British Gas profits cool

Chief exec Sam Laidlaw has criticised politicians, after the UK's largest home energy supplier lost customers.

by Rachel Savage
Last Updated: 30 Jul 2015

British Gas household profits fell 6% to £571m in 2013 despite the Centrica-owned energy giant hiking up prices by 9.2% in November, as mild weather in the second half of the year meant we all turned down our heating and customers fled from those higher bills.

Centrica’s full year operating profit slipped 2% to £2.7bn, as the same figure at British Gas’ plunged 18% in the second half of 2013. The UK’s largest household energy supplier haemorrhaged 2% (362,000) of its residential customer accounts, presumably down to that price hike, although it still had over 15.2 million left at the end of the year.

British Gas has also lost 100,000 customers so far this year while claiming that the exodus was ‘stabilising’. Not the greatest news considering that the energy supplier cut its bills by 3.2% from January when the government trimmed green levies.

Centrica’s revenue rose 11% to £26.6bn, while British Gas’ gross sales crept up 3% to £14.2bn. However, the company blamed higher wholesale energy costs for the fall in profits.

Centrica boss Sam Laidlaw went with the classic 'art of deception' approach, attempting to distract investors from the bad news by laying into politicians and their recent spate of Big Energy-bashing. Not surprising really, given that Centrica’s shares have lost more than a fifth of their value since Ed Miliband pandered to the masses by announcing in September that a Labour government would freeze energy prices for 20 months. Oh, and energy secretary Ed Davey suggested it would be a great idea to break up British Gas a couple of weeks ago.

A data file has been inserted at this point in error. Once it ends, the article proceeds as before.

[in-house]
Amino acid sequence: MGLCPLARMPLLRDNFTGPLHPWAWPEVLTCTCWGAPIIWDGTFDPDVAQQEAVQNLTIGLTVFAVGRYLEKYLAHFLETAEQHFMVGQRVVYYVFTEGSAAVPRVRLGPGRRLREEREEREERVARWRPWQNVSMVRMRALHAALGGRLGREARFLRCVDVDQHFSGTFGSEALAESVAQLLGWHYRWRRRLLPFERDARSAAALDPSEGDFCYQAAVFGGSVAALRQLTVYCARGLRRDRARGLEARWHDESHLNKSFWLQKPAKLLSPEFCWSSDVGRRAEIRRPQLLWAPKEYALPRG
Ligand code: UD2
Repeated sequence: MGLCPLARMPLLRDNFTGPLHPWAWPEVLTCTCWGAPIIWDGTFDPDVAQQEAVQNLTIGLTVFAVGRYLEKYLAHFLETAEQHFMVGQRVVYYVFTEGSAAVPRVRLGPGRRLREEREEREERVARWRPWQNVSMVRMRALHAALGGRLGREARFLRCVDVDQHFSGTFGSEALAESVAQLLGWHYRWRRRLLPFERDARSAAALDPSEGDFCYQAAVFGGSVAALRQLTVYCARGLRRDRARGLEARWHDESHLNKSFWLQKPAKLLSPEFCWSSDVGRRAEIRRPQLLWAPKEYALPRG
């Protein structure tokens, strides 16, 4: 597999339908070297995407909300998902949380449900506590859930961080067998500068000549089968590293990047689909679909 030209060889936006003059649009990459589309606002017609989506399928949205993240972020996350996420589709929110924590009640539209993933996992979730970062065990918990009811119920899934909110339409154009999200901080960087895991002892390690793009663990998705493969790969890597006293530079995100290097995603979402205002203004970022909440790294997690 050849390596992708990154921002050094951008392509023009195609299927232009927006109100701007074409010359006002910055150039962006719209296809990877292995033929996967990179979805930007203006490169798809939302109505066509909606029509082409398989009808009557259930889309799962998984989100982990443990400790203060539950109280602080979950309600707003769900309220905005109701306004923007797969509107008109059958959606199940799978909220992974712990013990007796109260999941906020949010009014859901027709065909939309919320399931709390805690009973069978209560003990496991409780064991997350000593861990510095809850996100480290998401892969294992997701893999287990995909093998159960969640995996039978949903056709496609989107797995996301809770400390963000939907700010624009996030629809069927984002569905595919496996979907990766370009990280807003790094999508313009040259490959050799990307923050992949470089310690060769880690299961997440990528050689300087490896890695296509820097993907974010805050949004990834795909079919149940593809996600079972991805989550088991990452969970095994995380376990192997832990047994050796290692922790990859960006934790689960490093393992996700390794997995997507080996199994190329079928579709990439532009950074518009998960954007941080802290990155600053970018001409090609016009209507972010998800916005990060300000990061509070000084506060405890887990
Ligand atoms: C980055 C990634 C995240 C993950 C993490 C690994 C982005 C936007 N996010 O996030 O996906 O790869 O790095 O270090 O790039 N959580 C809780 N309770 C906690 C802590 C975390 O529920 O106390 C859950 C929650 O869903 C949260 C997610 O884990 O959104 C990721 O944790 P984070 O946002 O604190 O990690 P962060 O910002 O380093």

‘The consensus that existed between political parties over key questions of energy policy has broken down,’ Laidlaw said. ‘Investor confidence and public trust in the industry have been damaged, with proposals for price controls and the potential for further political intervention, at a time when substantial investment is required to secure supplies of energy for the UK for the long term.’

‘In particular, we believe that a price freeze is not a credible solution, when the large majority of costs are external to the business,’ he said (no surprise there then…).

Centrica’s chairman Rick Haythornthwaite said he was conducting his ‘own independent fact finding review’ in an effort to get up close and person with customers. ‘Centrica recognises the need to reaffirm and demonstrate its commitments to treating customers well, working constructively with policy makers and conducting its business in the most transparent manner possible.’

MT looks forward to seeing how British Gas and the rest of its ‘Big Six’ rivals try to come over all soft and cuddly.

Find this article useful?

Get more great articles like this in your inbox every lunchtime

Reopening: Your duty is not to the economy, it’s to your staff

Managers are on shaky ground if they think they can decide for people what constitutes...

How COVID changes the world forever: A thought experiment

Silicon Valley ‘oracle’ Tim O’Reilly imagines how different sectors could emerge from the pandemic.

The CEO's guide to switching off

Too much hard work is counterproductive. Here four leaders share how they ease the pressure....

What Lego robots can teach us about motivating teams

People crave meaningful work, yet managers can so easily make it all seem futile.

What went wrong at Debenhams?

There are lessons in the high street store's sorry story.

How to find the right mentor or executive coach

One minute briefing: McDonald’s UK CEO Paul Pomroy.